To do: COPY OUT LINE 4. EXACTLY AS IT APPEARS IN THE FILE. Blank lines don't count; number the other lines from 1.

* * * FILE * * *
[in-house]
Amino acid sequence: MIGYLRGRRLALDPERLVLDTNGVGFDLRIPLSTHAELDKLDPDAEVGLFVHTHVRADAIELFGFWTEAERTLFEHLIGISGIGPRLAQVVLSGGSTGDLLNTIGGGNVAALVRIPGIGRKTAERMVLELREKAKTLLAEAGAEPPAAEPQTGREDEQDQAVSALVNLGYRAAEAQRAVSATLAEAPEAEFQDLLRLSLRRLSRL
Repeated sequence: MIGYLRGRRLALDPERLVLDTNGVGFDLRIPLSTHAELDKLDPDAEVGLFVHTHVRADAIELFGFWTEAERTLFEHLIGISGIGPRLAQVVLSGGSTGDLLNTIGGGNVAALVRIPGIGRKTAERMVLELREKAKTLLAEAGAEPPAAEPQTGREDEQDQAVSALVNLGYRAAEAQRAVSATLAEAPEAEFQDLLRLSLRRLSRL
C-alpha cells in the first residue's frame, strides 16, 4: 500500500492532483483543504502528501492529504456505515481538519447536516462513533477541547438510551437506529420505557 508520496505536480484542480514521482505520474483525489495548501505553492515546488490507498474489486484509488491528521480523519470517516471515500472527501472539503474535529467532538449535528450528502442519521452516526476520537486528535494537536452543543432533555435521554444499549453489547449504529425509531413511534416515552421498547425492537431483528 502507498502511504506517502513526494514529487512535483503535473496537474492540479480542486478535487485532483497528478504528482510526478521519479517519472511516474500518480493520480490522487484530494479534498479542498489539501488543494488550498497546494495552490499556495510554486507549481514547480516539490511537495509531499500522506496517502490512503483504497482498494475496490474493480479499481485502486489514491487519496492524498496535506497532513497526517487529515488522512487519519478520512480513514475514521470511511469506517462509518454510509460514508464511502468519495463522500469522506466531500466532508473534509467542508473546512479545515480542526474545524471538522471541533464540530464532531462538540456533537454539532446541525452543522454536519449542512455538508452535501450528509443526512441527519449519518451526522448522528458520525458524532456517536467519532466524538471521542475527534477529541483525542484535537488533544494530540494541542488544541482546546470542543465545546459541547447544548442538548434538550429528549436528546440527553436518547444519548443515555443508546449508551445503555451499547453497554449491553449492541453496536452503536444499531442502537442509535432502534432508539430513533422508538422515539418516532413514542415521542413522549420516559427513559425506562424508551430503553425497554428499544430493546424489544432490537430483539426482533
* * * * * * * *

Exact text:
C-alpha cells in the first residue's frame, strides 16, 4: 500500500492532483483543504502528501492529504456505515481538519447536516462513533477541547438510551437506529420505557 508520496505536480484542480514521482505520474483525489495548501505553492515546488490507498474489486484509488491528521480523519470517516471515500472527501472539503474535529467532538449535528450528502442519521452516526476520537486528535494537536452543543432533555435521554444499549453489547449504529425509531413511534416515552421498547425492537431483528 502507498502511504506517502513526494514529487512535483503535473496537474492540479480542486478535487485532483497528478504528482510526478521519479517519472511516474500518480493520480490522487484530494479534498479542498489539501488543494488550498497546494495552490499556495510554486507549481514547480516539490511537495509531499500522506496517502490512503483504497482498494475496490474493480479499481485502486489514491487519496492524498496535506497532513497526517487529515488522512487519519478520512480513514475514521470511511469506517462509518454510509460514508464511502468519495463522500469522506466531500466532508473534509467542508473546512479545515480542526474545524471538522471541533464540530464532531462538540456533537454539532446541525452543522454536519449542512455538508452535501450528509443526512441527519449519518451526522448522528458520525458524532456517536467519532466524538471521542475527534477529541483525542484535537488533544494530540494541542488544541482546546470542543465545546459541547447544548442538548434538550429528549436528546440527553436518547444519548443515555443508546449508551445503555451499547453497554449491553449492541453496536452503536444499531442502537442509535432502534432508539430513533422508538422515539418516532413514542415521542413522549420516559427513559425506562424508551430503553425497554428499544430493546424489544432490537430483539426482533